APR. AER. RMB.
These aren’t obscure code words that try to explain why I haven’t published a single post for the first half of autumn term. These are all acronyms found within financial and currency discourse. You can find their meanings at the bottom of this post.
I’ve put these here because I started a financial reporter job last month and have found the transition terrifying.
I love my job, but acknowledge that I am the typical accidental financial journalist. I have two arts degrees and hated mathematics at school. Yet here I am writing day in day out about insurance linked securities and the like. But there you go.
The closest I came to studying anything regarding commerce, finance, or enterprise was my GCSE in economics. Now I’m wondering: whether it’s time to teach young people compulsory finance until they’re 14, in the manner of drama or music.
The personal finance section of a paper is always full of tips and tricks for the everyday consumer. However how many young people will know what many of the terms found in this section mean? I only learned what an annuity was a few months ago. I have a bank account and still don’t know the difference between APR and AER. I wasn’t aware until a few years ago that some banks just charge you for having an account. Perhaps I’m thick, but perhaps I should have received some of this knowledge in school.
The economy and all things finance, has arguably been the story of the past five years or so. Handling your coins is now more important than ever. Payday loans are all over the news and stubbornly low interest rates are messing up people’s savings. I think it might be time to start thinking about teaching youngsters – even if it’s for one hour a week – about very basic financial concepts: mortgages, interest, budgeting, pensions, overdrafts. You know what I mean.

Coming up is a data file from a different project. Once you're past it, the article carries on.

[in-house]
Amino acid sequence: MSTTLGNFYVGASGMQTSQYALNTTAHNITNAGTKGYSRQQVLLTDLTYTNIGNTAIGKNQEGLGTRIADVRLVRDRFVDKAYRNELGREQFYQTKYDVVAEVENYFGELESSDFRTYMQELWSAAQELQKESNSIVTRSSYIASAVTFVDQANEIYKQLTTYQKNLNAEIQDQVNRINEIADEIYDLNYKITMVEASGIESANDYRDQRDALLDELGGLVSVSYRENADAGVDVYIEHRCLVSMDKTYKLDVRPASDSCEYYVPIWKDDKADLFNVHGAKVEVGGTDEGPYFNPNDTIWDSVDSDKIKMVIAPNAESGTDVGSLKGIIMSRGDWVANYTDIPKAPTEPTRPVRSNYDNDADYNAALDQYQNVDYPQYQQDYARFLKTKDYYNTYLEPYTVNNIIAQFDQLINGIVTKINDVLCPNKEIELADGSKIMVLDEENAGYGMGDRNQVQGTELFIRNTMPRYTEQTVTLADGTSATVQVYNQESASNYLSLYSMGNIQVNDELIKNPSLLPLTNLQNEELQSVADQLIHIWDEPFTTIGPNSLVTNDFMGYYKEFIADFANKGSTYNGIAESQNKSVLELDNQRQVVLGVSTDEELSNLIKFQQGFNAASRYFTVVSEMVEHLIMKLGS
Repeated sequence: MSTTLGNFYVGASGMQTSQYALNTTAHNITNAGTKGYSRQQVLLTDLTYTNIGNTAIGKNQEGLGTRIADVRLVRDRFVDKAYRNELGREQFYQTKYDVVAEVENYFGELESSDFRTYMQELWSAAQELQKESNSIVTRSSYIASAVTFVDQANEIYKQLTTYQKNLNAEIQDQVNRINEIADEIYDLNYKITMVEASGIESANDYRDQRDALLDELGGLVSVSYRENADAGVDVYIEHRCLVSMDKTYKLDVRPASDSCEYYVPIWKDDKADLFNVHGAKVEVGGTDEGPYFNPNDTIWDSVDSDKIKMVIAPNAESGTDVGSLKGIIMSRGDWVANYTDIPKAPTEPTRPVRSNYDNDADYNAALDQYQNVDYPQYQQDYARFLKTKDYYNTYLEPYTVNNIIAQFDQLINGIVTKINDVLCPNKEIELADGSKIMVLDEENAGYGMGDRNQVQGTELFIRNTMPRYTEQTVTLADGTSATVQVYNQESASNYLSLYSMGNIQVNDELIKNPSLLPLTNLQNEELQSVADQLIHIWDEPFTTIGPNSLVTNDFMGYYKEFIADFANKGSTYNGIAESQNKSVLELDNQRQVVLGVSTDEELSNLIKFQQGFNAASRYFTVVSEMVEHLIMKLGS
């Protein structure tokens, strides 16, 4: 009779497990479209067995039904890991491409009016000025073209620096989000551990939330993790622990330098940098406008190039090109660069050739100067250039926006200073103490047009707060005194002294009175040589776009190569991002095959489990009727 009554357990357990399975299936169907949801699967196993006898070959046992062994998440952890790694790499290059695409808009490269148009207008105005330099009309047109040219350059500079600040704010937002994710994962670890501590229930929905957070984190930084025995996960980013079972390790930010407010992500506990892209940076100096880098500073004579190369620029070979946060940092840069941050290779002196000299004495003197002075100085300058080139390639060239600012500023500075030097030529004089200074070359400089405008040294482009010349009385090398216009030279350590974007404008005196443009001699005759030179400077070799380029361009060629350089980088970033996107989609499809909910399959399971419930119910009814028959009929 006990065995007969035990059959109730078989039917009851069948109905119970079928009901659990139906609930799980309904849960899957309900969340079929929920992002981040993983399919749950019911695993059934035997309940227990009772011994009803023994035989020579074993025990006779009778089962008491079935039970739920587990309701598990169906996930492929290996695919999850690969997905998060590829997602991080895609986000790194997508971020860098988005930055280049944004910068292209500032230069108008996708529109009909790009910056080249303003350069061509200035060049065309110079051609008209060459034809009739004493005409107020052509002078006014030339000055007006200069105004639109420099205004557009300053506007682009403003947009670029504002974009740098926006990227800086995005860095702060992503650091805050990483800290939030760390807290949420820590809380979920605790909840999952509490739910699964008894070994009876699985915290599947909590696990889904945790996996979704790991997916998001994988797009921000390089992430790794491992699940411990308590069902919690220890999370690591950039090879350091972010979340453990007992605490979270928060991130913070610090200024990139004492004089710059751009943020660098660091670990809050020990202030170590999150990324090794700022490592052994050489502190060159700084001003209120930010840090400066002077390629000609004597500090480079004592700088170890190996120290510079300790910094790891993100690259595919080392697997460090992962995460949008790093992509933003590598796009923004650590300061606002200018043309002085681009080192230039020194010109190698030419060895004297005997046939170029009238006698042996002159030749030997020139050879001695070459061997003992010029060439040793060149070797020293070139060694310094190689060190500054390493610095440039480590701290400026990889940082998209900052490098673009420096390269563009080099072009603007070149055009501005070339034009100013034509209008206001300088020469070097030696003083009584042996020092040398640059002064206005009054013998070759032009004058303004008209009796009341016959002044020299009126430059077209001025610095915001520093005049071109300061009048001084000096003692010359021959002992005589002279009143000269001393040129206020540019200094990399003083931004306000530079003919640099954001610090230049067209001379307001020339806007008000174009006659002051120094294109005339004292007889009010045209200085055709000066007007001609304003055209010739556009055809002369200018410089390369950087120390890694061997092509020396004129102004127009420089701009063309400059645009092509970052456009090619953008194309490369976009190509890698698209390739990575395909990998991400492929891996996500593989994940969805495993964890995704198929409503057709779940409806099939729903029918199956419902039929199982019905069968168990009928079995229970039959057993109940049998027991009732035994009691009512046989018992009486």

I write about catastrophe bonds and reinsurance, but I only just learned what a bond was, about three weeks ago. I’m not saying that we should be teaching children about parametric triggers and risk. Just some helpful basics to get them started in life, like what a bond is, practising how to write a fun business plan, and that car insurance is something that is mandatory.
*APR – Annual Percentage Rate: The annual rate that is charged for borrowing (or made by investing).
I did not fully understand what this was or what distinguished it from AER.
**AER – Annual Equivalent Rate: Interest that is calculated under the assumption that any interest paid is combined with the original balance and the next interest payment will be based on the slightly higher account balance.
I still don’t know if I understand this definition.
***RMB – is also known as CNY. This is the currency abbreviation for the China yuan renminbi (CNY), the general term for the currency of the People’s Republic of China (PRC), one of the hottest and most important economies right now.
The definitions above are taken from Investopedia, a great resource.